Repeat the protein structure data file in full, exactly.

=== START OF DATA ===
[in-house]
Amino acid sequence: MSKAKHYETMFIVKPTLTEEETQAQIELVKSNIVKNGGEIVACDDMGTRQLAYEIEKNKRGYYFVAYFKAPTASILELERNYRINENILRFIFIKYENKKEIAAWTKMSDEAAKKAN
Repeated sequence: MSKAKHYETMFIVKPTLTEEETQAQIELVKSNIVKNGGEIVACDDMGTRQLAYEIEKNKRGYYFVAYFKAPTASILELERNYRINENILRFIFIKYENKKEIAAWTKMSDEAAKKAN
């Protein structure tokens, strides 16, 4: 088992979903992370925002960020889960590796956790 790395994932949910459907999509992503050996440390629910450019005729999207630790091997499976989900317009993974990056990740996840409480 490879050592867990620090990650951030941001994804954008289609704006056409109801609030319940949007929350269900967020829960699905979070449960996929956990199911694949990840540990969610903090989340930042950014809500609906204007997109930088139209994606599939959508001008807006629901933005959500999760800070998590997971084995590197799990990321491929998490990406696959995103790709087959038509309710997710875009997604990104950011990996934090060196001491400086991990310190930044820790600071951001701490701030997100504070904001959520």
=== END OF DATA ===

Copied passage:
[in-house]
Amino acid sequence: MSKAKHYETMFIVKPTLTEEETQAQIELVKSNIVKNGGEIVACDDMGTRQLAYEIEKNKRGYYFVAYFKAPTASILELERNYRINENILRFIFIKYENKKEIAAWTKMSDEAAKKAN
Repeated sequence: MSKAKHYETMFIVKPTLTEEETQAQIELVKSNIVKNGGEIVACDDMGTRQLAYEIEKNKRGYYFVAYFKAPTASILELERNYRINENILRFIFIKYENKKEIAAWTKMSDEAAKKAN
């Protein structure tokens, strides 16, 4: 088992979903992370925002960020889960590796956790 790395994932949910459907999509992503050996440390629910450019005729999207630790091997499976989900317009993974990056990740996840409480 490879050592867990620090990650951030941001994804954008289609704006056409109801609030319940949007929350269900967020829960699905979070449960996929956990199911694949990840540990969610903090989340930042950014809500609906204007997109930088139209994606599939959508001008807006629901933005959500999760800070998590997971084995590197799990990321491929998490990406696959995103790709087959038509309710997710875009997604990104950011990996934090060196001491400086991990310190930044820790600071951001701490701030997100504070904001959520």